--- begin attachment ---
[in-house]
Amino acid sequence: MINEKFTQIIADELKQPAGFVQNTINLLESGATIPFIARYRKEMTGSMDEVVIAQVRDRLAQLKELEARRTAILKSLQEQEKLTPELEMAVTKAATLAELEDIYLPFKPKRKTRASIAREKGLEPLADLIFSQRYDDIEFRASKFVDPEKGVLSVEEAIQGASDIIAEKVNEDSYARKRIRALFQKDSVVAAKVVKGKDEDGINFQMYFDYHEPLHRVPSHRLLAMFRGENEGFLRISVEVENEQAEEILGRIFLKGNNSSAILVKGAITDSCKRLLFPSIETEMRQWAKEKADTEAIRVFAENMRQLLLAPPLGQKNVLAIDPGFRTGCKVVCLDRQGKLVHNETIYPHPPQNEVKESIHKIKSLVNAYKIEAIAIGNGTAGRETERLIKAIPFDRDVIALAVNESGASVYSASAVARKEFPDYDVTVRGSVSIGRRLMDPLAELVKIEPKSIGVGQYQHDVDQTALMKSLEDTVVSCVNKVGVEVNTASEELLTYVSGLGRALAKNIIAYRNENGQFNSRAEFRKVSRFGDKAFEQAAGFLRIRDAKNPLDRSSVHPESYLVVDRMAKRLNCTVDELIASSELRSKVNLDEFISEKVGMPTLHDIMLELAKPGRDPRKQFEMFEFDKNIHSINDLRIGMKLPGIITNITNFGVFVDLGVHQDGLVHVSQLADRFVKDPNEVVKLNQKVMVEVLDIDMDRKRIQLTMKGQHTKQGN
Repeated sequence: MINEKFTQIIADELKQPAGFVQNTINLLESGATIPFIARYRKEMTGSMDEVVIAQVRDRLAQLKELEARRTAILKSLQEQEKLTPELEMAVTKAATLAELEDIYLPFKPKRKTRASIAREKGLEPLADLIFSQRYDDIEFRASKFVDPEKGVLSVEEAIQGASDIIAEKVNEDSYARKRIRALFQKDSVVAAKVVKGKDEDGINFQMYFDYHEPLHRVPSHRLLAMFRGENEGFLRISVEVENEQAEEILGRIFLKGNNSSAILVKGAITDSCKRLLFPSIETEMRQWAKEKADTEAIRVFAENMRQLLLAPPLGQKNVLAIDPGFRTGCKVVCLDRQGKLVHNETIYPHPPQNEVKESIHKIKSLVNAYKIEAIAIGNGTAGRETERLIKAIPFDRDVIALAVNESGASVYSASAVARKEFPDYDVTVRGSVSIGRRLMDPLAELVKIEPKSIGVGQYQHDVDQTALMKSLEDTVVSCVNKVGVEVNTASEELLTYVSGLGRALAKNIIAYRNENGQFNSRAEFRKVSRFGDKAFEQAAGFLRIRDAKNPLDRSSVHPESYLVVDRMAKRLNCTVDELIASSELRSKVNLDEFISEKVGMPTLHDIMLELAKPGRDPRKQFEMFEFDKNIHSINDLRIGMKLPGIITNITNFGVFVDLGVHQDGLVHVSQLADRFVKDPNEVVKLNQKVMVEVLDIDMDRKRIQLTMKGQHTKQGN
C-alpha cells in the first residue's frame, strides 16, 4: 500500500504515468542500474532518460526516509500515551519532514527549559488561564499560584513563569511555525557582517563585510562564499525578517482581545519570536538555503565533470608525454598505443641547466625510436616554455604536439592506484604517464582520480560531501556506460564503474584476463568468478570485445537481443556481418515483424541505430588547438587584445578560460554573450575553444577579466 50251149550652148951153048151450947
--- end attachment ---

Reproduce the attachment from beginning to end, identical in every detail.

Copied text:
[in-house]
Amino acid sequence: MINEKFTQIIADELKQPAGFVQNTINLLESGATIPFIARYRKEMTGSMDEVVIAQVRDRLAQLKELEARRTAILKSLQEQEKLTPELEMAVTKAATLAELEDIYLPFKPKRKTRASIAREKGLEPLADLIFSQRYDDIEFRASKFVDPEKGVLSVEEAIQGASDIIAEKVNEDSYARKRIRALFQKDSVVAAKVVKGKDEDGINFQMYFDYHEPLHRVPSHRLLAMFRGENEGFLRISVEVENEQAEEILGRIFLKGNNSSAILVKGAITDSCKRLLFPSIETEMRQWAKEKADTEAIRVFAENMRQLLLAPPLGQKNVLAIDPGFRTGCKVVCLDRQGKLVHNETIYPHPPQNEVKESIHKIKSLVNAYKIEAIAIGNGTAGRETERLIKAIPFDRDVIALAVNESGASVYSASAVARKEFPDYDVTVRGSVSIGRRLMDPLAELVKIEPKSIGVGQYQHDVDQTALMKSLEDTVVSCVNKVGVEVNTASEELLTYVSGLGRALAKNIIAYRNENGQFNSRAEFRKVSRFGDKAFEQAAGFLRIRDAKNPLDRSSVHPESYLVVDRMAKRLNCTVDELIASSELRSKVNLDEFISEKVGMPTLHDIMLELAKPGRDPRKQFEMFEFDKNIHSINDLRIGMKLPGIITNITNFGVFVDLGVHQDGLVHVSQLADRFVKDPNEVVKLNQKVMVEVLDIDMDRKRIQLTMKGQHTKQGN
Repeated sequence: MINEKFTQIIADELKQPAGFVQNTINLLESGATIPFIARYRKEMTGSMDEVVIAQVRDRLAQLKELEARRTAILKSLQEQEKLTPELEMAVTKAATLAELEDIYLPFKPKRKTRASIAREKGLEPLADLIFSQRYDDIEFRASKFVDPEKGVLSVEEAIQGASDIIAEKVNEDSYARKRIRALFQKDSVVAAKVVKGKDEDGINFQMYFDYHEPLHRVPSHRLLAMFRGENEGFLRISVEVENEQAEEILGRIFLKGNNSSAILVKGAITDSCKRLLFPSIETEMRQWAKEKADTEAIRVFAENMRQLLLAPPLGQKNVLAIDPGFRTGCKVVCLDRQGKLVHNETIYPHPPQNEVKESIHKIKSLVNAYKIEAIAIGNGTAGRETERLIKAIPFDRDVIALAVNESGASVYSASAVARKEFPDYDVTVRGSVSIGRRLMDPLAELVKIEPKSIGVGQYQHDVDQTALMKSLEDTVVSCVNKVGVEVNTASEELLTYVSGLGRALAKNIIAYRNENGQFNSRAEFRKVSRFGDKAFEQAAGFLRIRDAKNPLDRSSVHPESYLVVDRMAKRLNCTVDELIASSELRSKVNLDEFISEKVGMPTLHDIMLELAKPGRDPRKQFEMFEFDKNIHSINDLRIGMKLPGIITNITNFGVFVDLGVHQDGLVHVSQLADRFVKDPNEVVKLNQKVMVEVLDIDMDRKRIQLTMKGQHTKQGN
C-alpha cells in the first residue's frame, strides 16, 4: 500500500504515468542500474532518460526516509500515551519532514527549559488561564499560584513563569511555525557582517563585510562564499525578517482581545519570536538555503565533470608525454598505443641547466625510436616554455604536439592506484604517464582520480560531501556506460564503474584476463568468478570485445537481443556481418515483424541505430588547438587584445578560460554573450575553444577579466 50251149550652148951153048151450947